The title of this article may sound drastic, but it's completely accurate. If you don't secure your home WiFi you are exposing yourself to unnecessary risk, probably in terms you didn't realize.
How bad is it? Here are just a few things someone can do to you if your WiFi isn't secured:
1. All your files can be encrypted or erased. Family photos, financial documents, everything. It doesn't take much for someone to do either option, and then walk away leaving you to try and recover from backups, or demand a ransom in Bitcoin (very difficult to trace) to unlock or restore your files.
2. Someone can plant malware on your systems. The possibilities here are endless, but I will offer a small list of worst-case scenarios.
· They can turn on your webcam & microphone without your knowledge and start recording everything your computers see and hear.
· They can access any confidential or financial documents stored on your systems and do whatever they like with them, including posting them on the internet.
· They can steal your passwords (including banking) by installing a keystroke logger. From there they could move money out of your accounts, post inappropriate social media updates, or access content stored in a cloud provider like Dropbox.
· They can set up a web server on your computer and store potentially illegal documents & images there. You get to explain to the police how illegal content got on your system when it's eventually discovered.
· They can use your systems and high-speed internet connection to attack legitimate websites.
· They can send and receive email as you. Potentially embarrassing or harmful depending on the personal or work contact involved.
3. They can use your internet connection to download copywrited materials like movies, music, or television shows. This can lead to data overage charges if you don't have unlimited data on your plan. In some countries downloading copywrited material can carry large fines, and as the internet subscriber you may be personally liable.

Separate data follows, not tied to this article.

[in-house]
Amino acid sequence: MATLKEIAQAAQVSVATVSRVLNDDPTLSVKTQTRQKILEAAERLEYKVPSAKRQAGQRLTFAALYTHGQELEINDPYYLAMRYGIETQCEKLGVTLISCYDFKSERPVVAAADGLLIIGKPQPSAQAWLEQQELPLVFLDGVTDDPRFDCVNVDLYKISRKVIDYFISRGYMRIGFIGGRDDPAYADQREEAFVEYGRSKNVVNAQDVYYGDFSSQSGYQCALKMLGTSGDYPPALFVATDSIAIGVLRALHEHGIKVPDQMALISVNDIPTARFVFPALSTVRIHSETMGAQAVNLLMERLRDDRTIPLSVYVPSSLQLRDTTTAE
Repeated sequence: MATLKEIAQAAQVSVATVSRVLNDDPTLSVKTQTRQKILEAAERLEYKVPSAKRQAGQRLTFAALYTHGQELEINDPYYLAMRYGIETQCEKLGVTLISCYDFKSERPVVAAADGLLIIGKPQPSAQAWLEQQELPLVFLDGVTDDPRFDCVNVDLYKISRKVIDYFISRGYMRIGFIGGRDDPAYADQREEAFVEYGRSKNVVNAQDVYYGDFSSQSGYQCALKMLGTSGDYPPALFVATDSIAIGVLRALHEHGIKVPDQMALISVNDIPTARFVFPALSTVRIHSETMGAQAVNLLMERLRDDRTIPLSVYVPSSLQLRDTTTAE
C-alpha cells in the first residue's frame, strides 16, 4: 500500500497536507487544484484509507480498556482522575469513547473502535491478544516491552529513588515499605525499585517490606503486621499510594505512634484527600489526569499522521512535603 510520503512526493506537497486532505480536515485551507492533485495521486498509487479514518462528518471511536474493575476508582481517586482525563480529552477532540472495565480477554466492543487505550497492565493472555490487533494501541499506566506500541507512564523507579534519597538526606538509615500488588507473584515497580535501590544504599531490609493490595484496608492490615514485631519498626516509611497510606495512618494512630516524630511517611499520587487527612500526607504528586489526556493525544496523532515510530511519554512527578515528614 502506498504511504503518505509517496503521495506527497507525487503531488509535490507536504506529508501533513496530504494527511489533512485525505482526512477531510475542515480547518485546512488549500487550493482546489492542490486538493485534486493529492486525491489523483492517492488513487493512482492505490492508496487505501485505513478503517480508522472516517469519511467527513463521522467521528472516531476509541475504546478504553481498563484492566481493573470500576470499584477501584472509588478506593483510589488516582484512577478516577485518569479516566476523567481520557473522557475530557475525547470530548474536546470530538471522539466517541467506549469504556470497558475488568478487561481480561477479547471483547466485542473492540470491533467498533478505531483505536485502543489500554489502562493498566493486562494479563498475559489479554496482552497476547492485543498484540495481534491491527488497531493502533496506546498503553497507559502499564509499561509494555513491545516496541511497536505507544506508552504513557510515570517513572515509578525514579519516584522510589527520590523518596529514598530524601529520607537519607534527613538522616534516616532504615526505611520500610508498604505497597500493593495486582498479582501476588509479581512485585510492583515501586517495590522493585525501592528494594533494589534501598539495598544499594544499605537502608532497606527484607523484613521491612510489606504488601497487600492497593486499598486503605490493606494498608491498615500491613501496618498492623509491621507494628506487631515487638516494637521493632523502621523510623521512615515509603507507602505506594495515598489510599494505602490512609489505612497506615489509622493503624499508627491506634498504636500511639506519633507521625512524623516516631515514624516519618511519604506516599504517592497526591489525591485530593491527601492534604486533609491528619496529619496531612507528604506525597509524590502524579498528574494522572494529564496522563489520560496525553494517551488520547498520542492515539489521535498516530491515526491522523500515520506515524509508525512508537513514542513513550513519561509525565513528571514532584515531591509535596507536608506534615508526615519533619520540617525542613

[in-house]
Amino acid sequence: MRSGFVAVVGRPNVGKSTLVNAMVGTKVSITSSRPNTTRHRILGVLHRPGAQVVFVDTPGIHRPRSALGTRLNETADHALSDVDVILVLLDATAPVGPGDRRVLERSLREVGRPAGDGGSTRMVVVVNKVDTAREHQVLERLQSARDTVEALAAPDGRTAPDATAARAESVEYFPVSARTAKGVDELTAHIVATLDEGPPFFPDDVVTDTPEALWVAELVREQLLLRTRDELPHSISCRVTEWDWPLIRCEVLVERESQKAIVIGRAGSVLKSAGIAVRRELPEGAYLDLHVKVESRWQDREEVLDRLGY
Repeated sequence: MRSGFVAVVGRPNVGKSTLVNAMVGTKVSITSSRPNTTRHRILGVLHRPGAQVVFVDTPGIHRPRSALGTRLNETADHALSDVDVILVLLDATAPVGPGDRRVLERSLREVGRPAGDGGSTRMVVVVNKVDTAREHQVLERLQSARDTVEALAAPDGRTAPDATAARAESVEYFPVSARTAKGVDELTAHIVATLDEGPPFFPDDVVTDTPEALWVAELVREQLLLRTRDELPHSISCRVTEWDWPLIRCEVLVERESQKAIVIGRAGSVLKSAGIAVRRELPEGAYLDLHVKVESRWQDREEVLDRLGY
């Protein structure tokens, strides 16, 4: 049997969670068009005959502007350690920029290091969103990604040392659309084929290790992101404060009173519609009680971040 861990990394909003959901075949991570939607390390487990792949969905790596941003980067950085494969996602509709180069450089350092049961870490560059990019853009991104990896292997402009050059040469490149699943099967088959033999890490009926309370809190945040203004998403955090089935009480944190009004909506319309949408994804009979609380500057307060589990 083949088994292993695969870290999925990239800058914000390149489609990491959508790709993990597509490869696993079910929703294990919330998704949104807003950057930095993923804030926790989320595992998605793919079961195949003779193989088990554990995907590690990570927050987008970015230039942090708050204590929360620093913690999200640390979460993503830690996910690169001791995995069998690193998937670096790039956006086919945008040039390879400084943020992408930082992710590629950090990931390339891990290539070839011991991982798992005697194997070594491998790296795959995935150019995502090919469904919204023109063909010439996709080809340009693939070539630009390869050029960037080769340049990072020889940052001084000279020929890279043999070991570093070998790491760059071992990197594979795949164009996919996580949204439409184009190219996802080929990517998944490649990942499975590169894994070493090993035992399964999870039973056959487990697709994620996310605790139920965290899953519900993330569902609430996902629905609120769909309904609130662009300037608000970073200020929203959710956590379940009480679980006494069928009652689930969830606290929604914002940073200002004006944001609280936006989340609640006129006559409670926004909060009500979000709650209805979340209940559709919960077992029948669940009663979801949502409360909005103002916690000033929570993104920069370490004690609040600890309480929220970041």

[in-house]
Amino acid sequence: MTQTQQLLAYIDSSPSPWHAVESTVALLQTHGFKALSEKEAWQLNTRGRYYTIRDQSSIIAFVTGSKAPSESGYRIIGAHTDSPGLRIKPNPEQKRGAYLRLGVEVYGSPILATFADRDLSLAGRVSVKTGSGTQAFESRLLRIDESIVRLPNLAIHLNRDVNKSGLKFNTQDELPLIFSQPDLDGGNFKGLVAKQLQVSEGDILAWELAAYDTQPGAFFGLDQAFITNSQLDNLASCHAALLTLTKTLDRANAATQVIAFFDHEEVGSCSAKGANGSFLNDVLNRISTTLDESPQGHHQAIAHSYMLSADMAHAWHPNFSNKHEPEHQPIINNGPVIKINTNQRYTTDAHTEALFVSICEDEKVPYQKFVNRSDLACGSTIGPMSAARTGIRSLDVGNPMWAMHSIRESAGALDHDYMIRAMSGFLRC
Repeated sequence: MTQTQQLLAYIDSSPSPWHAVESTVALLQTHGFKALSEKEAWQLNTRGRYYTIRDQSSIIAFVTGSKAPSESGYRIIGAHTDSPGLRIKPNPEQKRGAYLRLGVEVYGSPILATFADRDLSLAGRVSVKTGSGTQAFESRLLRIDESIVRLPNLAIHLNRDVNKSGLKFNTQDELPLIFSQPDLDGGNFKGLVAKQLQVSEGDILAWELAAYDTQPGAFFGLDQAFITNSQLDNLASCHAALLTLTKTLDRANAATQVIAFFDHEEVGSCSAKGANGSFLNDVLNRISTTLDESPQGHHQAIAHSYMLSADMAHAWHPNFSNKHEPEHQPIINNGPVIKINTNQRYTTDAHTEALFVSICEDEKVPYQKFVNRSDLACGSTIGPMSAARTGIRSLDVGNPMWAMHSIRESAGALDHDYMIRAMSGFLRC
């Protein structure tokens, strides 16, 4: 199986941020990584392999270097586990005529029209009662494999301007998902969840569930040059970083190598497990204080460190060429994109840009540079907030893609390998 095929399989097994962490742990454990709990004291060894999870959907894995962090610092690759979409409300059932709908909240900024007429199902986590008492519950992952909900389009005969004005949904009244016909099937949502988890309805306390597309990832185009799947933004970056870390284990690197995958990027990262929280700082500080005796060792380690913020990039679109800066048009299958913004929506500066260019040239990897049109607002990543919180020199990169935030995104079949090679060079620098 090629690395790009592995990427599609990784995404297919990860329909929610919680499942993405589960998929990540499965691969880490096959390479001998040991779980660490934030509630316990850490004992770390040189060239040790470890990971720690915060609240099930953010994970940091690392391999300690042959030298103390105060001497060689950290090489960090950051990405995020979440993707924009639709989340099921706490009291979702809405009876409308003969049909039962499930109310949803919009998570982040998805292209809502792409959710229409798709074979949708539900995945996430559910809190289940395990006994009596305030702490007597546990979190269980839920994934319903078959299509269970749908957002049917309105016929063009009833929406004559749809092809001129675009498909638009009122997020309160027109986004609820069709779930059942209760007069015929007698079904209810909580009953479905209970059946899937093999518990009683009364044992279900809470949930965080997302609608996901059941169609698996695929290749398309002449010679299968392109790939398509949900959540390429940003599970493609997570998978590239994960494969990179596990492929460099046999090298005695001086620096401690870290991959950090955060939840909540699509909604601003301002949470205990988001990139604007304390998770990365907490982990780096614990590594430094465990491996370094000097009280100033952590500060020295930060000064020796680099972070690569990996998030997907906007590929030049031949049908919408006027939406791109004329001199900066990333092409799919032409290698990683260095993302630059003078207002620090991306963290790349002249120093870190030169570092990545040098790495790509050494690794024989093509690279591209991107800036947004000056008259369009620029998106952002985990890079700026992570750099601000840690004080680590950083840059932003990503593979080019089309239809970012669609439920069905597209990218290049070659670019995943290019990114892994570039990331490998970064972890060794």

If this sounds far-fetched it really isn't, in fact all these have happened to people already. Someone just needs to be within range of your unprotected WiFi signal and they can potentially do all these things and many more.
It doesn’t have to be an unscrupulous neighbor. Some of the bad guys do what is called “War driving”, where they drive around neighbourhoods scanning for unprotected WiFi connections, and then use them for their own purposes.
The bad guys just have to park near your home and if your WiFi is unprotected they’ve got you.
So what should you do? Well there are two things that I tell everyone are “must do’s” to protect themselves.
- Turn on your router’s wireless security and use WPA2 encryption with a strong password. WPA2 is the current standard in home wireless protection and is difficult to crack. Most home routers support several protocols for security: WEP, WPA, and WPA2 are the most common.
In WPA and WPA2 there are several variants, for home use WPA2 Personal should be sufficient. (NOTE: WPA is not the same as WPA2, it is regarded as insecure, make sure you use WPA2.)
If you are using WEP encryption you need to change to WPA2. WEP is easy to crack due to a flaw in it’s design. If your router doesn't support WPA2 it's time for an upgrade.
- Turn OFF your router’s WPS button. WPS stands for Wifi Protected Setup, and in theory it is supposed to give owners a really simple and secure way of joining their devices to the network. The problem is many WPS systems use a PIN that never changes, meaning it can be hacked using a brute force attack.
I used a free tool called Reaver to try this out about 2 years ago and was able to get the PIN for almost half the networks I scanned. It took little effort. To disable the WPS function you will need to poke around your router's settings. Look for a WPS tab and set it to "disabled" or "off".
You wouldn’t leave your home unlocked with the door open, so why do the digital equivalent with your network?
-The Home Geek
-The Home Geek